Any of you out there interested in creating change? I believe we all are…just some of us are more motivated to do something about it! The Toronto Blue Jays are taking part in the postseason for the first time since 1993, and the changes they have made in their lineup are part of the reason. New pitcher, change in left field, and more, have all been positive changes.

Everyone with their hand up....they must be ready for change!

Everyone with their hand up….they must be ready for change!

Change, for anyone, is hard. Large changes or transformations within an organization – like a baseball team or soccer team – are even harder. It means taking all those individuals and helping each and every one of them to change. Sounds like a lot of work, and not very easy, when you look at it like that.

McKinsey is a global management consulting firm that does extensive research into improving client performance (http://www.mckinsey.com/insights). Their latest findings suggest that investing time and effort UP FRONT to design initiatives for change works better than putting equal time and effort in after the change has started. These findings suggest that the most effective initiatives involve four key actions: role modelling (BE the change), fostering understanding and conviction (help people to understand and believe), reinforcing changes through formal mechanisms (put it in their job specifications) and, and developing talent and skills (provide formal and informal training). These actions are critical to shifting both mind-sets and behaviours.

Yes, her eyes glazed over and I think I put her to sleep with my talk about change management!

Yes, her eyes glazed over and I think I put her to sleep with my talk about change management!

I can see you now, eyes all glazing over and wondering why you’re even reading this. I’ll tell you why: you’re reading this because it is going to make a difference in how you do change management! McKinsey’s research demonstrates that when companies or organizations (or teams) design a portfolio of change initiatives based on all four of those key actions, success is like to follow.

They go on to suggest that you must ensure these change initiatives complement and support one another, but at the same time, are truly innovative. Indeed, some companies indicate that just using tried and true activities often limits successful change. The most effective initiatives focus on an organization’s strengths and take advantage of where they are already effective, preparing and encouraging change in unique ways.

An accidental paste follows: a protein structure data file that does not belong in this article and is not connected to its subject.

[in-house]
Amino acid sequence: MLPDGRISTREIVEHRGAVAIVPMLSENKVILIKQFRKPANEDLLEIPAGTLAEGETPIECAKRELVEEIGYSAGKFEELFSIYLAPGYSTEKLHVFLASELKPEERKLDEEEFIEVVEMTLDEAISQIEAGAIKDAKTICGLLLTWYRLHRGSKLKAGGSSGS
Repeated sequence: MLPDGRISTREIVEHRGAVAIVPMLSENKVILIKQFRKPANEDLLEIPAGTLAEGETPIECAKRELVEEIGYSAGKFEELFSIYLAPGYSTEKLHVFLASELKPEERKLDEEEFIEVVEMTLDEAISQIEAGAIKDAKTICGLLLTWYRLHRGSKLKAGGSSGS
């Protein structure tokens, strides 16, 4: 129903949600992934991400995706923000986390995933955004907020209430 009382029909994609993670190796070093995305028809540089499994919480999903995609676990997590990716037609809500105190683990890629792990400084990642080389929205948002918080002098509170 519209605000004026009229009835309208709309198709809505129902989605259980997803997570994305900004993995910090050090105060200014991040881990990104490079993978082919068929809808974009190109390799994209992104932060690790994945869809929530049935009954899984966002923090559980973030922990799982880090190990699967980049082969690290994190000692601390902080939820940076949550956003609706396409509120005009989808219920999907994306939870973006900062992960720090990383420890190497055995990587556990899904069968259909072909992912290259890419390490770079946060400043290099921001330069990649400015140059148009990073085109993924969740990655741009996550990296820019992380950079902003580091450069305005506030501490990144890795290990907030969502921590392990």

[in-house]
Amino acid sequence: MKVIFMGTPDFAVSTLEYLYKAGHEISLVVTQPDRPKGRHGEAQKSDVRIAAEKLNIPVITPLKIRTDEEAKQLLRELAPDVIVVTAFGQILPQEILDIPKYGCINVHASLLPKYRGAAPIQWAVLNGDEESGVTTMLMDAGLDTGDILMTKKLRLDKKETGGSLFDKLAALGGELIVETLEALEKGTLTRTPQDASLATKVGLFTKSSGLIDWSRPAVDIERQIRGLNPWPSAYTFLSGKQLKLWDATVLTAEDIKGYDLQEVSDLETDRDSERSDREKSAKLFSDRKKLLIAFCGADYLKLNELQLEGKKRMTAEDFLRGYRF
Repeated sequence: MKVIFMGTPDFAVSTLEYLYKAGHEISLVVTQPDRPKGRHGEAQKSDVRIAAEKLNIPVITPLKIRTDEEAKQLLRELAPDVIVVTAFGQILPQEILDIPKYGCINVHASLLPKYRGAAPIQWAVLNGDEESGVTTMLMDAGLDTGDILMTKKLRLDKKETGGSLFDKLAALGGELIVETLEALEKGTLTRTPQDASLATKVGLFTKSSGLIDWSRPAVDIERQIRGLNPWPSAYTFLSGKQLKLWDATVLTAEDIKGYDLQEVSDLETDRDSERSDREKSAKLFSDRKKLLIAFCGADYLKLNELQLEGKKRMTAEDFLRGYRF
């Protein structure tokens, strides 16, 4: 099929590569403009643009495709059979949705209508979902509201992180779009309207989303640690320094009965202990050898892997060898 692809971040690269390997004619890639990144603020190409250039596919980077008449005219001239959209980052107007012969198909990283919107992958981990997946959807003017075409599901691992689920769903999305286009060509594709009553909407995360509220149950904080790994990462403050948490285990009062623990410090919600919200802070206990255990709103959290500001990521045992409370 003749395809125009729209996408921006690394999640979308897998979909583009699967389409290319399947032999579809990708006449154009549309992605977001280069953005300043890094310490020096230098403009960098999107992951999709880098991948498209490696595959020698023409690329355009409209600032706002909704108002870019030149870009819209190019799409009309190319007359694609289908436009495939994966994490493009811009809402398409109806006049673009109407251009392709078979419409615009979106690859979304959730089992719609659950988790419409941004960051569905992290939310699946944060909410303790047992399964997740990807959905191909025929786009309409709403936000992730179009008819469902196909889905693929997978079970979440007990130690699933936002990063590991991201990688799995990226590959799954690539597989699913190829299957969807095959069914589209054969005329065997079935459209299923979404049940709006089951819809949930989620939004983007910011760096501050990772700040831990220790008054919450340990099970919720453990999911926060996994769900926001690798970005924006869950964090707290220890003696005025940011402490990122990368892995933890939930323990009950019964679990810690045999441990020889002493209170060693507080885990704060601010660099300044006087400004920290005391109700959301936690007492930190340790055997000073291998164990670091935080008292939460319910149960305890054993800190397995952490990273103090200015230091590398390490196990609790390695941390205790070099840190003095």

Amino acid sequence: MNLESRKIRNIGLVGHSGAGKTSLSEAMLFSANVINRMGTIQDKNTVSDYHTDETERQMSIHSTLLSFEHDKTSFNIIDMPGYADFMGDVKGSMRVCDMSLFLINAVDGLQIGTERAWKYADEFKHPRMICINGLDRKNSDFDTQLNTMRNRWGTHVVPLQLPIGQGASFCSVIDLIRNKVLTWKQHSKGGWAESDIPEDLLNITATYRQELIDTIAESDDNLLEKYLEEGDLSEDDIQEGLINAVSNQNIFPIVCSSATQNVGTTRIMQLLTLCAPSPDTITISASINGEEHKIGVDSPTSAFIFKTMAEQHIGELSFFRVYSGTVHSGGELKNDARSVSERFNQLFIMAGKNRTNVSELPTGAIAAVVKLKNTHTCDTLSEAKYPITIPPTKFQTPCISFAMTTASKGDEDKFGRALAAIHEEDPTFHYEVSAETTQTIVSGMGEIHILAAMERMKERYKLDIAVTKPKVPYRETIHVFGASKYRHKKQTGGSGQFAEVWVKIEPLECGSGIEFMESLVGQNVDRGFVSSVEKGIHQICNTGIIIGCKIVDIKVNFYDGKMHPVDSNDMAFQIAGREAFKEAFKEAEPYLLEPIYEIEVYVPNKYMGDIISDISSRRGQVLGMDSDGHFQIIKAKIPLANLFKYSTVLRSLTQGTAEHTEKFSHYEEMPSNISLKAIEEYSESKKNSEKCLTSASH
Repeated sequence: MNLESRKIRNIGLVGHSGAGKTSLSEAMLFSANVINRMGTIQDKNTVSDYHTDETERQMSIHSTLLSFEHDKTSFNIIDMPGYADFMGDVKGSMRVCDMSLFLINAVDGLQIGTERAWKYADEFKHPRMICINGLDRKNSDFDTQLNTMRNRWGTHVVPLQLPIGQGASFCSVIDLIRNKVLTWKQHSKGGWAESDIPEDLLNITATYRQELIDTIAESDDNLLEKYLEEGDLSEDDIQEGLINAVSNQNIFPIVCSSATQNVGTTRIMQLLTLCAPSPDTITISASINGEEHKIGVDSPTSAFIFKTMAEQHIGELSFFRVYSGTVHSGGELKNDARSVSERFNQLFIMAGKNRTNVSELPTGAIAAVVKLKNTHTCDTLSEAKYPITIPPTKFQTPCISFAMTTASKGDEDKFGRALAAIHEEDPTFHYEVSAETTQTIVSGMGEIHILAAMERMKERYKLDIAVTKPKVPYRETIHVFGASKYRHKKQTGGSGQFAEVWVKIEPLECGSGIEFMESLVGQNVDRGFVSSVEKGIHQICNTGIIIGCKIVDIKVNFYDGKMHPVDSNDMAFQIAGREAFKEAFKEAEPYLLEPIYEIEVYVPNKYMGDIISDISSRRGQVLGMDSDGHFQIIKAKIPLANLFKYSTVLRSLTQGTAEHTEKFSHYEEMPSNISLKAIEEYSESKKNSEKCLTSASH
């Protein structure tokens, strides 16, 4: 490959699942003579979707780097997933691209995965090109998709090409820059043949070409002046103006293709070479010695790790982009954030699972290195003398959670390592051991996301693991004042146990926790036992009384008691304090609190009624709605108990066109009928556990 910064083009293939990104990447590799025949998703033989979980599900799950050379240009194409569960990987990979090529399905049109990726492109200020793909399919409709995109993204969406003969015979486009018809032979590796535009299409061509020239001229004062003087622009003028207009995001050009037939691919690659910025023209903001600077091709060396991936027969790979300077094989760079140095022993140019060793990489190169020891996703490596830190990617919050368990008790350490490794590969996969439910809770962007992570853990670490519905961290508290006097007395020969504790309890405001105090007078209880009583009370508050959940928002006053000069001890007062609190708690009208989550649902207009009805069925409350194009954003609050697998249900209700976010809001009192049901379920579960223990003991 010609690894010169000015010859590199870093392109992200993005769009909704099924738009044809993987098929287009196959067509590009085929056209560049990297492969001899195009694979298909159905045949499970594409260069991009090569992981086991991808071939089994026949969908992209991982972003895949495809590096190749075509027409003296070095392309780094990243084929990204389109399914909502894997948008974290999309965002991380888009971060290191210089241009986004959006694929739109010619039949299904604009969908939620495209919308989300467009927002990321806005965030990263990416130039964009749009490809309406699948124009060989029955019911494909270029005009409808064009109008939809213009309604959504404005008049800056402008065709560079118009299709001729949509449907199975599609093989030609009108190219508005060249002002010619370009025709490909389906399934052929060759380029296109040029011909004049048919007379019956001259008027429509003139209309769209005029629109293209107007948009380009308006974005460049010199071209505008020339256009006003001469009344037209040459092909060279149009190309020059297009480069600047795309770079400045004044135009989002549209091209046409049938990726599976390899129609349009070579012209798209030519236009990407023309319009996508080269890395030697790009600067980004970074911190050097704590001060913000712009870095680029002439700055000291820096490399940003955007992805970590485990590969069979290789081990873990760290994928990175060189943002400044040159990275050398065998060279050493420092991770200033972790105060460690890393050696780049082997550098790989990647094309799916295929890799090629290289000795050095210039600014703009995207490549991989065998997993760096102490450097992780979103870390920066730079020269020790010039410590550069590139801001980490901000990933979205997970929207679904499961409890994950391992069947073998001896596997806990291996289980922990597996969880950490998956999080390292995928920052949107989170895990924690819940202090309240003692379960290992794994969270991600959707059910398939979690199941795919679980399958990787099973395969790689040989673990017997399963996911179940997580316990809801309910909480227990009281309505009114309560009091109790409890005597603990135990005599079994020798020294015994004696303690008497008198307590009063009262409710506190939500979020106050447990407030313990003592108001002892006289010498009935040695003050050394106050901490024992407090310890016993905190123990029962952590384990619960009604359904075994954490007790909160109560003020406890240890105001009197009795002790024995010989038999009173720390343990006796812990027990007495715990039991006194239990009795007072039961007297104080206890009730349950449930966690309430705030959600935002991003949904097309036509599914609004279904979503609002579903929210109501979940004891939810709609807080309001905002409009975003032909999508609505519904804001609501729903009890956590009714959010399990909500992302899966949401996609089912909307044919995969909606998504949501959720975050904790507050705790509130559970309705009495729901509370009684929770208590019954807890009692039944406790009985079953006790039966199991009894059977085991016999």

For you Jays fans out there, or supporters of Toronto Football Club, it means finding out what the team does really, really well, supporting that, and then introducing the change…say, like a new pitcher or incredible striker. And the team morphs around that introduction.

At the same time, the research tells us that being systematic in prioritizing change initiatives also helps to predict successful change. So preparing and planning for change in a systematic way, laying out which initiative will follow which other initiative, is going to help you in your change efforts.

And do you develop these innovative, creative initiatives by yourself, locked in your little change management office? NO! We know that involving people across an organization (or a team) with the design of that change will be wayyyyy more successful that ignoring them.

Brilliant defending!

Brilliant defending!

When I coached my daughter’s soccer team, I recall struggling with a defensive line problem – too many balls were getting past our defence into our net. It just seemed so obvious to me to sit down with my defence players to brainstorm ways to improve. It was the players themselves who came up innovative ideas, and created their own demanding practice drills that tightened up our defence. I coached the drills, but because the players had such a critical role in how we were going to strengthen our game, they chose to work hard. Talk about a change in behaviour and performance. FYI, we won the league that year.

You too, can win your league or at least be successful with your transformation when you adopt a multi-initiative approach to change. Consider how to role model, help your folks to understand what’s going on, use formal AND informal change mechanisms and develop (or bring in) talent and skills. Mindsets, behaviours and your entire organization are sure to change…is a good way! Just look at those Jays…some positive change, and they are on their way to the World Series!